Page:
[LINK] Consumer computer security
kim.holburn at gmail.com
Sun Jan 14 07:31:29 AEDT 2007
There was a good article recently in NYTimes (login required I think):
> Attack of the Zombie Computers Is Growing Threat
> In their persistent quest to breach the Internet’s defenses, the
> bad guys are honing their weapons and increasing their firepower.
> With growing sophistication, they are taking advantage of programs
> that secretly install themselves on thousands or even millions of
> personal computers, band these computers together into an unwitting
> army of zombies, and use the collective power of the dragooned
> network to commit Internet crimes.
> These systems, called botnets, are being blamed for the huge spike
> in spam that bedeviled the Internet in recent months, as well as
> fraud and data theft.
> Security researchers have been concerned about botnets for some
> time because they automate and amplify the effects of viruses and
> other malicious programs.
> What is new is the vastly escalating scale of the problem — and the
> precision with which some of the programs can scan computers for
> specific information, like corporate and personal data, to drain
> money from online bank accounts and stock brokerages.
> “It represents a threat but it’s one that is hard to explain,” said
> David J. Farber, a Carnegie Mellon computer scientist who was an
> Internet pioneer. “It’s an insidious threat, and what worries me is
> that the scope of the problem is still not clear to most people.”
> Referring to Windows computers, he added, “The popular machines are
> so easy to penetrate, and that’s scary.”
> Sensor information collected by his company is now able to identify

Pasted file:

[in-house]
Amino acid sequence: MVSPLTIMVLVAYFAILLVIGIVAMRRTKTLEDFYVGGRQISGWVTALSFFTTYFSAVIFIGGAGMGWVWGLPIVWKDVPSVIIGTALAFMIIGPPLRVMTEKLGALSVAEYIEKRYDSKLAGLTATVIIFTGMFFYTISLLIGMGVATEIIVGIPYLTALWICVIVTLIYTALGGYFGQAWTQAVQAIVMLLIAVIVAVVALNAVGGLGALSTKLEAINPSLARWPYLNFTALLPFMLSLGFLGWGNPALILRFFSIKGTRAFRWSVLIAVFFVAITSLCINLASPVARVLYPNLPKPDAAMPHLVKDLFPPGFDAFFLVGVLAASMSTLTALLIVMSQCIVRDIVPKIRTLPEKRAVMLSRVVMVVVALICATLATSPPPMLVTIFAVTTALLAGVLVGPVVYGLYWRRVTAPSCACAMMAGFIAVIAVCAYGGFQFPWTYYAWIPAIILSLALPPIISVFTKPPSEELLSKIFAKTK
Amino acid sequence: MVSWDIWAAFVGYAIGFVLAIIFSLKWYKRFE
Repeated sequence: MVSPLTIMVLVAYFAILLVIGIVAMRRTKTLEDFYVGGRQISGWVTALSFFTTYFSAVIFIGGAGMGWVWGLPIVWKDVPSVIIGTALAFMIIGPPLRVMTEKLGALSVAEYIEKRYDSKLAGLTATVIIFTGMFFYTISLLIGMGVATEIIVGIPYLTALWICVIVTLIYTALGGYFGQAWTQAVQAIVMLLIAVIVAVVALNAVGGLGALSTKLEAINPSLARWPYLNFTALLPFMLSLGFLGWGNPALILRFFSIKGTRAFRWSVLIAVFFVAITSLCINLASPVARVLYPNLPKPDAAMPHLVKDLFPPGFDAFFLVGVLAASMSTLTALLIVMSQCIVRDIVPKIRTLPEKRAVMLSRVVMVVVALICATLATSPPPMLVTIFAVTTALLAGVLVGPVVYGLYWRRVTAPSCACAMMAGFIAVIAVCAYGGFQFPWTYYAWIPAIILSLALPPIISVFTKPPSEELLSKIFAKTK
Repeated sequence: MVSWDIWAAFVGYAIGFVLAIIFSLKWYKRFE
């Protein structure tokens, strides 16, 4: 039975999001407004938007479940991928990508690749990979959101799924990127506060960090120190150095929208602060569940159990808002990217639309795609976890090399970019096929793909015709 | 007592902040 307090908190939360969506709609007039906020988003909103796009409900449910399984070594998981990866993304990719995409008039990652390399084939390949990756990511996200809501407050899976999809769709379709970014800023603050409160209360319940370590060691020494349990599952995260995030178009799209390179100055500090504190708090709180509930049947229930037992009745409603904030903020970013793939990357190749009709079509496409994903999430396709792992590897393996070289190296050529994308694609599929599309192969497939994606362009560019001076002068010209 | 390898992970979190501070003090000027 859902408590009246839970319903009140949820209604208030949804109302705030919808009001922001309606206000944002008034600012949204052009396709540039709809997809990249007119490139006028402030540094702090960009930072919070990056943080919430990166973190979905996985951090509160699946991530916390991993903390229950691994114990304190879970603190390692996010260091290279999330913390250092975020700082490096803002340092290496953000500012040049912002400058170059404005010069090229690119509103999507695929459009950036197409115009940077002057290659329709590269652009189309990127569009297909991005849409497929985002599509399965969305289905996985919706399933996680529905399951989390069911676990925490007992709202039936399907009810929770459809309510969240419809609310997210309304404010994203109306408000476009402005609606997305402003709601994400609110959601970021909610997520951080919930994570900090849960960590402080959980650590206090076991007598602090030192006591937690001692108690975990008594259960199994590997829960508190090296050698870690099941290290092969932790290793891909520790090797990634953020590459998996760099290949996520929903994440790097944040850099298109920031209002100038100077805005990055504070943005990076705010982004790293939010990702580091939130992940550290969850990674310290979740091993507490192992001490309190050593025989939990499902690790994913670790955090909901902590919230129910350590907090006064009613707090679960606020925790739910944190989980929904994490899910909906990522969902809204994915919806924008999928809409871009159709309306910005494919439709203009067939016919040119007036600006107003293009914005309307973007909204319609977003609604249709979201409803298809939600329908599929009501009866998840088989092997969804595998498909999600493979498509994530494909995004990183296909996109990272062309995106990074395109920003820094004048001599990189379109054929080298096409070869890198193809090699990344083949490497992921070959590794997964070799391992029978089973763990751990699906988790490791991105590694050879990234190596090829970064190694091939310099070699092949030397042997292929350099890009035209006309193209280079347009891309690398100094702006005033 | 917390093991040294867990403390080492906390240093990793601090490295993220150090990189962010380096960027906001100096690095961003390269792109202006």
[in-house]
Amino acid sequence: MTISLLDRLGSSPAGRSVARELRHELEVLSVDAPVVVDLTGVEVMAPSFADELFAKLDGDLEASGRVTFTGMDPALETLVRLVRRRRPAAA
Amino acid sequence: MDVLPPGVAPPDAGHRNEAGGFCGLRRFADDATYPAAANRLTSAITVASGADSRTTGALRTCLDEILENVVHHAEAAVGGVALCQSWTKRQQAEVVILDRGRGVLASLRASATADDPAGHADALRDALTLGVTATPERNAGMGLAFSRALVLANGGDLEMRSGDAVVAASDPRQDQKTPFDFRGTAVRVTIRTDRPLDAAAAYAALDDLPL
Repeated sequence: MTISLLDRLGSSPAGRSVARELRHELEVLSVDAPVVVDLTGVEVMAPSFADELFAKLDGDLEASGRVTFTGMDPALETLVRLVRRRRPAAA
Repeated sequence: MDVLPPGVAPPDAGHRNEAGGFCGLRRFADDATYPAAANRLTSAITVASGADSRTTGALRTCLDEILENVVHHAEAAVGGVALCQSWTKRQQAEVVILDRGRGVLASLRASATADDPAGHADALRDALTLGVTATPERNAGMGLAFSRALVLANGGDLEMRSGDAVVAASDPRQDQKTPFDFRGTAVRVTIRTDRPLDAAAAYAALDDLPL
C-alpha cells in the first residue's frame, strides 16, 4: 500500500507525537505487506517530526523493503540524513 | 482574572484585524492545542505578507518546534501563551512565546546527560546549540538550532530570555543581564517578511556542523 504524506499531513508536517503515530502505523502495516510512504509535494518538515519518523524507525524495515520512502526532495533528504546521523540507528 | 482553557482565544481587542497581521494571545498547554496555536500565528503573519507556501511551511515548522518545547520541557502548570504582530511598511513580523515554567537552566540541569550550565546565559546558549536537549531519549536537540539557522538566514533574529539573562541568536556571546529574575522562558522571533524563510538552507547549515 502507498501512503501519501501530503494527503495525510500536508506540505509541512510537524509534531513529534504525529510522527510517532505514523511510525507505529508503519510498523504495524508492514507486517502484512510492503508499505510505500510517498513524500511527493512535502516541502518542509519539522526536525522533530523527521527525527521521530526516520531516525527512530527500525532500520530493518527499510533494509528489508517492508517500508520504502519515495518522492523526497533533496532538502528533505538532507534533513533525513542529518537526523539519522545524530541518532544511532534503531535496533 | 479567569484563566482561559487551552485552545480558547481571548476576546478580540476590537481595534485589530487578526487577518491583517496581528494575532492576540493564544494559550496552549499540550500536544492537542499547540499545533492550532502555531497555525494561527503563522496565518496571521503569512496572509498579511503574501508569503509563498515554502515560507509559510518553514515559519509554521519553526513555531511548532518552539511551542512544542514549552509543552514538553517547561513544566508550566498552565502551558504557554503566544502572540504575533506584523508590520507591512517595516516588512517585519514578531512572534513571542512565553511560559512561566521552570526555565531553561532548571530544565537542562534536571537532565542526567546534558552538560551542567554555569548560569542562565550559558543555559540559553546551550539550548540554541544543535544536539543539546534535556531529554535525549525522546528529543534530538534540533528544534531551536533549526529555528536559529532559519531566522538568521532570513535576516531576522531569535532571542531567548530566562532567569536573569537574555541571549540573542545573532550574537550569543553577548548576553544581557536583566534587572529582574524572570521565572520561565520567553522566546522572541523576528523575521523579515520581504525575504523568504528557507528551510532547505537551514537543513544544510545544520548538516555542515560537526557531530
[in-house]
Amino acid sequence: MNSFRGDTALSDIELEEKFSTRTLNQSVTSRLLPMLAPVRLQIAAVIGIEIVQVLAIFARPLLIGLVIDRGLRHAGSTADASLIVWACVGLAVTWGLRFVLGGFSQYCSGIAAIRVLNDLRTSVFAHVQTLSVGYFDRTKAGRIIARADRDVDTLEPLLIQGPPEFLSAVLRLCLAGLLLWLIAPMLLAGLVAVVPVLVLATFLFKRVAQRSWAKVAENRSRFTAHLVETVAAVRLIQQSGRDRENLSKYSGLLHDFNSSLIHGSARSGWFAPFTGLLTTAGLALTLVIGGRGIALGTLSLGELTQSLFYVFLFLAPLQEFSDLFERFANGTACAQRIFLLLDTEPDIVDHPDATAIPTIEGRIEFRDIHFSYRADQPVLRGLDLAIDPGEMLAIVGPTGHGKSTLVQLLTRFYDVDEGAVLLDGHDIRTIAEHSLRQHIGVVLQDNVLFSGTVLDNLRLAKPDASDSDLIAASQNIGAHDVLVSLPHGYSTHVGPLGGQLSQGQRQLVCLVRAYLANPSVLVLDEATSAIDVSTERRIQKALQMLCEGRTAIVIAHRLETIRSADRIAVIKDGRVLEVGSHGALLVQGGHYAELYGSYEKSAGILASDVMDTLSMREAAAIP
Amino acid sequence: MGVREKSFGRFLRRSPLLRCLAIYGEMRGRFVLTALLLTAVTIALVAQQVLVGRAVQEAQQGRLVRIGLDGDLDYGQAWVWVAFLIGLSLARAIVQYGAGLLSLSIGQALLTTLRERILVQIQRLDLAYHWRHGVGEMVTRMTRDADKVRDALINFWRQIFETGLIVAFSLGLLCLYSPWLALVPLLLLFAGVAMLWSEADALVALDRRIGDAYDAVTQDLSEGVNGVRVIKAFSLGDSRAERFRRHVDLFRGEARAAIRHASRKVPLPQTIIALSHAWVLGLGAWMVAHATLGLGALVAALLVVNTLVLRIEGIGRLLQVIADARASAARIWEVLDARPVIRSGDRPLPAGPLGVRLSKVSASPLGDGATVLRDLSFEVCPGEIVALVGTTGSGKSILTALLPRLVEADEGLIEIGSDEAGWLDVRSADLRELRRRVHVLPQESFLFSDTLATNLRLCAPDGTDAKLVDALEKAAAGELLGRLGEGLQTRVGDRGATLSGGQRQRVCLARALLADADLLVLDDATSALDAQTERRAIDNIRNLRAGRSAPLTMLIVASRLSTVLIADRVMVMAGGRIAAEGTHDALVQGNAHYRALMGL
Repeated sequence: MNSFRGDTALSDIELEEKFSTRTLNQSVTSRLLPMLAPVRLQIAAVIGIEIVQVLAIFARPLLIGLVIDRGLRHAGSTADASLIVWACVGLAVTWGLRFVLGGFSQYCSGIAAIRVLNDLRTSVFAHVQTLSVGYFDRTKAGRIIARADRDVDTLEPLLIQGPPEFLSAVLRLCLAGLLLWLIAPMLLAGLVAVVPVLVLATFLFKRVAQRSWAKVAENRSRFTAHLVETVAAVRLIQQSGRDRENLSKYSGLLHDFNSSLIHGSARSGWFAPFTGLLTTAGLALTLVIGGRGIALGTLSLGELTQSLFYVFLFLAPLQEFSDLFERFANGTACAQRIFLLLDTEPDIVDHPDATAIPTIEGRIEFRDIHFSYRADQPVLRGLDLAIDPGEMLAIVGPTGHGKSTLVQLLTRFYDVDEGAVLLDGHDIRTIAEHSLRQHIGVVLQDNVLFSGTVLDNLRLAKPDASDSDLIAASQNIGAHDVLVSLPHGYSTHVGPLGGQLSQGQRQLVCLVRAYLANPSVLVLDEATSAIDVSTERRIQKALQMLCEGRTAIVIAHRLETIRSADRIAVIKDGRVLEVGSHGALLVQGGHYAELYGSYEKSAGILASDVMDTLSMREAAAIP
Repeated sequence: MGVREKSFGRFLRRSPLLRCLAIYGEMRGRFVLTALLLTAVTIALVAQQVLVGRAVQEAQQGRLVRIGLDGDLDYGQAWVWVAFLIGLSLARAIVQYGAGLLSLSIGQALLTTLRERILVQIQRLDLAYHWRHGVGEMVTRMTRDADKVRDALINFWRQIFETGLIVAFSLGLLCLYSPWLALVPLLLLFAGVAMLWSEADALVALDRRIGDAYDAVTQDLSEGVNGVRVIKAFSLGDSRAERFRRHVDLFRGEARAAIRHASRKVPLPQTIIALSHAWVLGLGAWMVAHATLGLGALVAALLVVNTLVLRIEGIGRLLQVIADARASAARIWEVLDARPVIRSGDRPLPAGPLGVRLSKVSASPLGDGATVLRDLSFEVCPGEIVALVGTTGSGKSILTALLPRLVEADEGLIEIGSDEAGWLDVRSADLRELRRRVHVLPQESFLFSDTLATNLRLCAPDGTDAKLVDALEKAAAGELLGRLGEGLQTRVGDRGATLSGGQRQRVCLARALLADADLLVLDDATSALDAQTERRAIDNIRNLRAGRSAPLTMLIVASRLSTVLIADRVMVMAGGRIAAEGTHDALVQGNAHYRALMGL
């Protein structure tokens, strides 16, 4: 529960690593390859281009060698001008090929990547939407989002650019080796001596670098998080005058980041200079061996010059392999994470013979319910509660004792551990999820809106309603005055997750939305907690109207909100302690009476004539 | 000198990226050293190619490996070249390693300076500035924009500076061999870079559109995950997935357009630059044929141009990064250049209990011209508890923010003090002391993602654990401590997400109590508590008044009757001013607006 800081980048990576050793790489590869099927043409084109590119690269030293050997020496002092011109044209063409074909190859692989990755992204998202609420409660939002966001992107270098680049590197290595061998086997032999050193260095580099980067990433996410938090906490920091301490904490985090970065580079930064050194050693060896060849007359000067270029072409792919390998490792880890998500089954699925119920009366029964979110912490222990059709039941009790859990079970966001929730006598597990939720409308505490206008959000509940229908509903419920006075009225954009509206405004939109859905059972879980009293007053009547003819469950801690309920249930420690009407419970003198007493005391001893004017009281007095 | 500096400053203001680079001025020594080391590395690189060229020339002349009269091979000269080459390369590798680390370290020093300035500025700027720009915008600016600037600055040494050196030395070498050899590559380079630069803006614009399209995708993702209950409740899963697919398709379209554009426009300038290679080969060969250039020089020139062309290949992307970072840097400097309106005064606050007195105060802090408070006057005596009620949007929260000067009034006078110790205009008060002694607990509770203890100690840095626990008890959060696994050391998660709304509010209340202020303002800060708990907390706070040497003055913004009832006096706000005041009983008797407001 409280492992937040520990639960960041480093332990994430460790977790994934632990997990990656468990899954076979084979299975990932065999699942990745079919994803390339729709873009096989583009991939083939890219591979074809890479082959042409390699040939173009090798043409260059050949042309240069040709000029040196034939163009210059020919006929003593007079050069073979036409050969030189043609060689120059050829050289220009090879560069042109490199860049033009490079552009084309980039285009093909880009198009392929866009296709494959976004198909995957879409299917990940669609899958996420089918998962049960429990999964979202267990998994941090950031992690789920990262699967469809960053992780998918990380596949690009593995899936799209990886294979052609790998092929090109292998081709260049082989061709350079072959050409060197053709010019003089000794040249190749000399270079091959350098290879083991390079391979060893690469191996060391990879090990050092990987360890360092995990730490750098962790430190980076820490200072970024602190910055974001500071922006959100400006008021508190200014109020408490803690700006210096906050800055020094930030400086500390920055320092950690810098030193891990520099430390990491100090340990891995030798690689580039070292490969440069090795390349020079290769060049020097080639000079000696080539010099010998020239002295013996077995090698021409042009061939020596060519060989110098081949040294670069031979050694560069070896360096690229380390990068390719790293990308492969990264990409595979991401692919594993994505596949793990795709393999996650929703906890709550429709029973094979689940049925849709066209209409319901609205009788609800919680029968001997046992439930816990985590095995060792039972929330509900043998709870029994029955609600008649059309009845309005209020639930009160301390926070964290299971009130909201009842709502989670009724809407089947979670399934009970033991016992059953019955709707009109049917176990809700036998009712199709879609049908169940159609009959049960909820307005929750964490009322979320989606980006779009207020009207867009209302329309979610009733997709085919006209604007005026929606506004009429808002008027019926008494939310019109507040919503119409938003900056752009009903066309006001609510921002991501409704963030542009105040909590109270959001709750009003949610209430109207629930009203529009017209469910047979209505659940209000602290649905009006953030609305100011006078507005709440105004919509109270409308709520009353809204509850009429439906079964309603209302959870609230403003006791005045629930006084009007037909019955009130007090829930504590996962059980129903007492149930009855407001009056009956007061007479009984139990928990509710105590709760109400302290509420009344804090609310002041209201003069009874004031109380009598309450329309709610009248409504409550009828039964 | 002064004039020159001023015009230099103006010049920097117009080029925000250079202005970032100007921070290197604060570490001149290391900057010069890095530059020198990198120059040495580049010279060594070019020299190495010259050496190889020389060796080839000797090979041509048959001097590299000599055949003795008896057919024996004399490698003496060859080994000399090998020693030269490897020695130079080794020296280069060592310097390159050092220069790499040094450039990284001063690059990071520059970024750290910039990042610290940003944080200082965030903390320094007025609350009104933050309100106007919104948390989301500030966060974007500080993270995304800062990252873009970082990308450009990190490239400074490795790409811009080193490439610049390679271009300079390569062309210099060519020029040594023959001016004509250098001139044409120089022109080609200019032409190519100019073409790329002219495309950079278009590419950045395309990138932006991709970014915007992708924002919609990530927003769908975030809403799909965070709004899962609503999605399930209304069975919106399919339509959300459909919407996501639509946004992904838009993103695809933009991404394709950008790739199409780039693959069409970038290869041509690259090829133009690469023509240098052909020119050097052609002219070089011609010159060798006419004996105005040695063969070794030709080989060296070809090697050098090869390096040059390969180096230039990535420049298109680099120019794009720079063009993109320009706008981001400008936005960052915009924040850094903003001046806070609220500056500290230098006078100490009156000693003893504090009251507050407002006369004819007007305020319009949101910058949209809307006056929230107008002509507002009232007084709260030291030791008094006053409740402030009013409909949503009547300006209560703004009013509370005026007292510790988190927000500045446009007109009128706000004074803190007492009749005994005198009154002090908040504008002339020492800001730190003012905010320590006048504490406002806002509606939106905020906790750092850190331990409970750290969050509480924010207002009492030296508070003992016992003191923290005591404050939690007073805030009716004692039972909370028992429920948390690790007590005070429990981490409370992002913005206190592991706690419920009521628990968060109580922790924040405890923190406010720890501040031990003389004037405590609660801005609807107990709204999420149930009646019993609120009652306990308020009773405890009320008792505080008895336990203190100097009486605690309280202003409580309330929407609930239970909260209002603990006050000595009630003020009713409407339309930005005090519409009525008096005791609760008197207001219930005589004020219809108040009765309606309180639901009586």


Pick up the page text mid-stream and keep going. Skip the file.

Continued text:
> more than 250,000 new botnet infections daily, Mr. Wesson said.
> “We are losing this war badly,” he said. “Even the vendors
> understand that we are losing the war.”
> According to the annual intelligence report of MessageLabs, a New
> York-based computer security firm, more than 80 percent of all spam
> now originates from botnets. Last month, for the first time ever, a
> single Internet service provider generated more than one billion
> spam e-mail messages in a 24-hour period, according to a ranking
> system maintained by Trend Micro, the computer security firm. That
> indicated that machines of the service providers’ customers had
> been woven into a giant network, with a single control point using
> them to pump out spam.
> Serry Winkler, a sales representative in Denver, said that she had
> turned off the network-security software provided by her Internet
> service provider because it slowed performance to a crawl on her
> PC, which was running Windows 98. A few months ago four sheriff’s
> deputies pounded on her apartment door to confiscate the PC, which
> they said was being used to order goods from Sears with a stolen
> credit card. The computer, it turned out, had been commandeered by
> an intruder who was using it remotely.
> “I’m a middle-aged single woman living here for six years,” she
> said. “Do I sound like a terrorist?”
> She is now planning to buy a more up-to-date PC, she said.
On 2007/Jan/13, at 8:50 PM, Alan L Tyree wrote:
> Hi Linkers,
> I'm looking for some help here. I'm writing a submission to ASIC on
> review of the EFT Code of Conduct. One of the things that Industry has
> been pushing for is to make consumers liable for losses caused by
> computers infected with malware.
> The argument I wish to make is that consumers are hopelessly ill
> equipped to secure their (Windows) computers. Can someone point me to
> real research/statistics about the way that people *actually* run
> Many thanks,
> Alan L Tyree http://www2.austlii.edu.au/~alan
> Tel: +61 2 4782 2670 Mobile: +61 427 486 206
> Fax: +61 2 4782 7092 FWD: 615662
> Link mailing list
> Link at mailman.anu.edu.au
IT Network & Security Consultant
Ph: +39 06 855 4294 M: +39 3342707610
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Democracy imposed from without is the severest form of tyranny.
-- Lloyd Biggle, Jr. Analog, Apr 1961
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